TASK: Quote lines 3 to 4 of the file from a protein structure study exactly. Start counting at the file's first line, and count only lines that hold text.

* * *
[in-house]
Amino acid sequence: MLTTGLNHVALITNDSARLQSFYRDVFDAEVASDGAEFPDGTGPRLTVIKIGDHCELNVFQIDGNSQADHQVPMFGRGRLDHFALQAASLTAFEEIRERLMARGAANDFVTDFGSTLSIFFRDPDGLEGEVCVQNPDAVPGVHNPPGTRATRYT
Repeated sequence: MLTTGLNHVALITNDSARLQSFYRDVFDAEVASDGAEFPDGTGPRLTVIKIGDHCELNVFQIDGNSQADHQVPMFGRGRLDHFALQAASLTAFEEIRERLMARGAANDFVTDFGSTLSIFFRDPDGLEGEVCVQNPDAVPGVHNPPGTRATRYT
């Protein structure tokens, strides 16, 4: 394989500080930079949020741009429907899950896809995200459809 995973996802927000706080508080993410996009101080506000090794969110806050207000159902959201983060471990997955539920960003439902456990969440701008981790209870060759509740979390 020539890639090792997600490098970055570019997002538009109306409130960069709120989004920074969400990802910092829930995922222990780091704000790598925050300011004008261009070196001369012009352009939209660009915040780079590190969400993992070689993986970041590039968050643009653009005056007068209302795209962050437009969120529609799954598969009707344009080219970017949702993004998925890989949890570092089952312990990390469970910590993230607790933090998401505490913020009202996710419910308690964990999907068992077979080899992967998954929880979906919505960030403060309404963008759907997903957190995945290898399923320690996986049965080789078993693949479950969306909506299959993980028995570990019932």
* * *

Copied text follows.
Repeated sequence: MLTTGLNHVALITNDSARLQSFYRDVFDAEVASDGAEFPDGTGPRLTVIKIGDHCELNVFQIDGNSQADHQVPMFGRGRLDHFALQAASLTAFEEIRERLMARGAANDFVTDFGSTLSIFFRDPDGLEGEVCVQNPDAVPGVHNPPGTRATRYT
């Protein structure tokens, strides 16, 4: 394989500080930079949020741009429907899950896809995200459809 995973996802927000706080508080993410996009101080506000090794969110806050207000159902959201983060471990997955539920960003439902456990969440701008981790209870060759509740979390 020539890639090792997600490098970055570019997002538009109306409130960069709120989004920074969400990802910092829930995922222990780091704000790598925050300011004008261009070196001369012009352009939209660009915040780079590190969400993992070689993986970041590039968050643009653009005056007068209302795209962050437009969120529609799954598969009707344009080219970017949702993004998925890989949890570092089952312990990390469970910590993230607790933090998401505490913020009202996710419910308690964990999907068992077979080899992967998954929880979906919505960030403060309404963008759907997903957190995945290898399923320690996986049965080789078993693949479950969306909506299959993980028995570990019932």